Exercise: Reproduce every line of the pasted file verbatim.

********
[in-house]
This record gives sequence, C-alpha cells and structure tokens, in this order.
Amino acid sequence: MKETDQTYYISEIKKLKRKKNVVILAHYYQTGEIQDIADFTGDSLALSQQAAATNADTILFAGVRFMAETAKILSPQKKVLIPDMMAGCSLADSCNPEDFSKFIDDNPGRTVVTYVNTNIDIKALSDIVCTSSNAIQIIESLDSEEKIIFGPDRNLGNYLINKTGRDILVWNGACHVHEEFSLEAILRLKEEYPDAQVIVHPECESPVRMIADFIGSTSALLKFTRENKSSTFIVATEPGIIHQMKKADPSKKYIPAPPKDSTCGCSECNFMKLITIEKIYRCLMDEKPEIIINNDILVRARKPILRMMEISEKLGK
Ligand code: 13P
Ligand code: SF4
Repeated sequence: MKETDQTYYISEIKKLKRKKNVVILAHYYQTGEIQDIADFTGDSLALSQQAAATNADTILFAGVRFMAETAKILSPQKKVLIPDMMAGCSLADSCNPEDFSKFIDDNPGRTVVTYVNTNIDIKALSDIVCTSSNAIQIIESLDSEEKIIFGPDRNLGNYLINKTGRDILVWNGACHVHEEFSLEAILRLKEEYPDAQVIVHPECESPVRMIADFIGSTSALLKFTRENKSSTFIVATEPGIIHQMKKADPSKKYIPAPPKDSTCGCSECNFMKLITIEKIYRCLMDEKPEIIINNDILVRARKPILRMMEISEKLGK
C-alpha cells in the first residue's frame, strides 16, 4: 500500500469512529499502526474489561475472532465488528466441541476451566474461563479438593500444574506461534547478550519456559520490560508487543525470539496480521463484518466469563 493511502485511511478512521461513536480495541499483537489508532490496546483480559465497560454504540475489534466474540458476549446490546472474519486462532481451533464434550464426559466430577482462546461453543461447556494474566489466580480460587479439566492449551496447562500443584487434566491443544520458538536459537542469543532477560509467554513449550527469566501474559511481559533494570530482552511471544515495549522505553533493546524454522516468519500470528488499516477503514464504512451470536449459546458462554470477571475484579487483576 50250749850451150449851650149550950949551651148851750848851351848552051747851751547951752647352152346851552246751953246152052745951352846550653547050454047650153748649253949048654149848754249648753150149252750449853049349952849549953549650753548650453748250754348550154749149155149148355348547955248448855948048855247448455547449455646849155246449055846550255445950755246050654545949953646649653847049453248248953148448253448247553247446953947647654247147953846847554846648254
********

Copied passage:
[in-house]
This record gives sequence, C-alpha cells and structure tokens, in this order.
Amino acid sequence: MKETDQTYYISEIKKLKRKKNVVILAHYYQTGEIQDIADFTGDSLALSQQAAATNADTILFAGVRFMAETAKILSPQKKVLIPDMMAGCSLADSCNPEDFSKFIDDNPGRTVVTYVNTNIDIKALSDIVCTSSNAIQIIESLDSEEKIIFGPDRNLGNYLINKTGRDILVWNGACHVHEEFSLEAILRLKEEYPDAQVIVHPECESPVRMIADFIGSTSALLKFTRENKSSTFIVATEPGIIHQMKKADPSKKYIPAPPKDSTCGCSECNFMKLITIEKIYRCLMDEKPEIIINNDILVRARKPILRMMEISEKLGK
Ligand code: 13P
Ligand code: SF4
Repeated sequence: MKETDQTYYISEIKKLKRKKNVVILAHYYQTGEIQDIADFTGDSLALSQQAAATNADTILFAGVRFMAETAKILSPQKKVLIPDMMAGCSLADSCNPEDFSKFIDDNPGRTVVTYVNTNIDIKALSDIVCTSSNAIQIIESLDSEEKIIFGPDRNLGNYLINKTGRDILVWNGACHVHEEFSLEAILRLKEEYPDAQVIVHPECESPVRMIADFIGSTSALLKFTRENKSSTFIVATEPGIIHQMKKADPSKKYIPAPPKDSTCGCSECNFMKLITIEKIYRCLMDEKPEIIINNDILVRARKPILRMMEISEKLGK
C-alpha cells in the first residue's frame, strides 16, 4: 500500500469512529499502526474489561475472532465488528466441541476451566474461563479438593500444574506461534547478550519456559520490560508487543525470539496480521463484518466469563 493511502485511511478512521461513536480495541499483537489508532490496546483480559465497560454504540475489534466474540458476549446490546472474519486462532481451533464434550464426559466430577482462546461453543461447556494474566489466580480460587479439566492449551496447562500443584487434566491443544520458538536459537542469543532477560509467554513449550527469566501474559511481559533494570530482552511471544515495549522505553533493546524454522516468519500470528488499516477503514464504512451470536449459546458462554470477571475484579487483576 50250749850451150449851650149550950949551651148851750848851351848552051747851751547951752647352152346851552246751953246152052745951352846550653547050454047650153748649253949048654149848754249648753150149252750449853049349952849549953549650753548650453748250754348550154749149155149148355348547955248448855948048855247448455547449455646849155246449055846550255445950755246050654545949953646649653847049453248248953148448253448247553247446953947647654247147953846847554846648254